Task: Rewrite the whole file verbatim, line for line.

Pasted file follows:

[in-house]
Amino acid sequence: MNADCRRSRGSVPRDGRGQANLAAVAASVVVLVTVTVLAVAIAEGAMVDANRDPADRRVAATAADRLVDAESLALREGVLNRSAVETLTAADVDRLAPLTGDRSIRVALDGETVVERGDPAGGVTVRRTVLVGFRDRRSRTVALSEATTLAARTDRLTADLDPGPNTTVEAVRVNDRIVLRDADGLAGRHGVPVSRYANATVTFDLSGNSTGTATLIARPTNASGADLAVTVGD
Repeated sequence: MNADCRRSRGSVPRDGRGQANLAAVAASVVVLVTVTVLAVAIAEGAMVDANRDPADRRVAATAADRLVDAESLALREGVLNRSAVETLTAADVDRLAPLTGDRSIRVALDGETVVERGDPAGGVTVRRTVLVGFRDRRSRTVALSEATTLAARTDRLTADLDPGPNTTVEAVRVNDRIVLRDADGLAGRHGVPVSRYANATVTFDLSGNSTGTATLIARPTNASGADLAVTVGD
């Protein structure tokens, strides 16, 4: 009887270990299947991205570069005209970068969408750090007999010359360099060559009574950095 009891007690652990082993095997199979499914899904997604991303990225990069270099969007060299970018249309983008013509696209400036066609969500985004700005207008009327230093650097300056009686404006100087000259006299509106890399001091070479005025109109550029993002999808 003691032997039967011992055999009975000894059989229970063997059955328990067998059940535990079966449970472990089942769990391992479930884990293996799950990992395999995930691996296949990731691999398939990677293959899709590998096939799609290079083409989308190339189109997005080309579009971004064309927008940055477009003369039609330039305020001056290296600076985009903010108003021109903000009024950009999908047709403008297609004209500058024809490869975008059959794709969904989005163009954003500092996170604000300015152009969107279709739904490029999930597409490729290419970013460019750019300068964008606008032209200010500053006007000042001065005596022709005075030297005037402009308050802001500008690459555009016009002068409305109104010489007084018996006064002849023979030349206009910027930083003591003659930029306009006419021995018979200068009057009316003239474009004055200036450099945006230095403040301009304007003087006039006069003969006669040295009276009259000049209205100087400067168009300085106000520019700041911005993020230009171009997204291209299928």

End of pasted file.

[in-house]
Amino acid sequence: MNADCRRSRGSVPRDGRGQANLAAVAASVVVLVTVTVLAVAIAEGAMVDANRDPADRRVAATAADRLVDAESLALREGVLNRSAVETLTAADVDRLAPLTGDRSIRVALDGETVVERGDPAGGVTVRRTVLVGFRDRRSRTVALSEATTLAARTDRLTADLDPGPNTTVEAVRVNDRIVLRDADGLAGRHGVPVSRYANATVTFDLSGNSTGTATLIARPTNASGADLAVTVGD
Repeated sequence: MNADCRRSRGSVPRDGRGQANLAAVAASVVVLVTVTVLAVAIAEGAMVDANRDPADRRVAATAADRLVDAESLALREGVLNRSAVETLTAADVDRLAPLTGDRSIRVALDGETVVERGDPAGGVTVRRTVLVGFRDRRSRTVALSEATTLAARTDRLTADLDPGPNTTVEAVRVNDRIVLRDADGLAGRHGVPVSRYANATVTFDLSGNSTGTATLIARPTNASGADLAVTVGD
């Protein structure tokens, strides 16, 4: 009887270990299947991205570069005209970068969408750090007999010359360099060559009574950095 009891007690652990082993095997199979499914899904997604991303990225990069270099969007060299970018249309983008013509696209400036066609969500985004700005207008009327230093650097300056009686404006100087000259006299509106890399001091070479005025109109550029993002999808 003691032997039967011992055999009975000894059989229970063997059955328990067998059940535990079966449970472990089942769990391992479930884990293996799950990992395999995930691996296949990731691999398939990677293959899709590998096939799609290079083409989308190339189109997005080309579009971004064309927008940055477009003369039609330039305020001056290296600076985009903010108003021109903000009024950009999908047709403008297609004209500058024809490869975008059959794709969904989005163009954003500092996170604000300015152009969107279709739904490029999930597409490729290419970013460019750019300068964008606008032209200010500053006007000042001065005596022709005075030297005037402009308050802001500008690459555009016009002068409305109104010489007084018996006064002849023979030349206009910027930083003591003659930029306009006419021995018979200068009057009316003239474009004055200036450099945006230095403040301009304007003087006039006069003969006669040295009276009259000049209205100087400067168009300085106000520019700041911005993020230009171009997204291209299928």